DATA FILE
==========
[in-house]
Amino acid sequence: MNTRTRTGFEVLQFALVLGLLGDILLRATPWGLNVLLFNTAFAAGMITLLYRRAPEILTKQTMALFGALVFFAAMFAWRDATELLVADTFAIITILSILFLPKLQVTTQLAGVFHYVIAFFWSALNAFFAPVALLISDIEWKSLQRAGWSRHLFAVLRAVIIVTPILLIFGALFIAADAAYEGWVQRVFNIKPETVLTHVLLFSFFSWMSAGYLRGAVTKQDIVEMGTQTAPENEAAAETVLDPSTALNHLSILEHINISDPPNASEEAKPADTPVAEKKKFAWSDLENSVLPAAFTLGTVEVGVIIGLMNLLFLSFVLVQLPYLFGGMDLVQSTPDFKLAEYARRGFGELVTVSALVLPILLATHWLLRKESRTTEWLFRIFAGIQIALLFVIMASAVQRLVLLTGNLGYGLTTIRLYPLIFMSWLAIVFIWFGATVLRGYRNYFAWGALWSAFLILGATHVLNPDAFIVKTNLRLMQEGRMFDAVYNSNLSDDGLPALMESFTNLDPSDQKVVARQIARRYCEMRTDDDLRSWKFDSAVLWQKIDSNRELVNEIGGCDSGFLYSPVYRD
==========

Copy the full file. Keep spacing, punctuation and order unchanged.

[in-house]
Amino acid sequence: MNTRTRTGFEVLQFALVLGLLGDILLRATPWGLNVLLFNTAFAAGMITLLYRRAPEILTKQTMALFGALVFFAAMFAWRDATELLVADTFAIITILSILFLPKLQVTTQLAGVFHYVIAFFWSALNAFFAPVALLISDIEWKSLQRAGWSRHLFAVLRAVIIVTPILLIFGALFIAADAAYEGWVQRVFNIKPETVLTHVLLFSFFSWMSAGYLRGAVTKQDIVEMGTQTAPENEAAAETVLDPSTALNHLSILEHINISDPPNASEEAKPADTPVAEKKKFAWSDLENSVLPAAFTLGTVEVGVIIGLMNLLFLSFVLVQLPYLFGGMDLVQSTPDFKLAEYARRGFGELVTVSALVLPILLATHWLLRKESRTTEWLFRIFAGIQIALLFVIMASAVQRLVLLTGNLGYGLTTIRLYPLIFMSWLAIVFIWFGATVLRGYRNYFAWGALWSAFLILGATHVLNPDAFIVKTNLRLMQEGRMFDAVYNSNLSDDGLPALMESFTNLDPSDQKVVARQIARRYCEMRTDDDLRSWKFDSAVLWQKIDSNRELVNEIGGCDSGFLYSPVYRD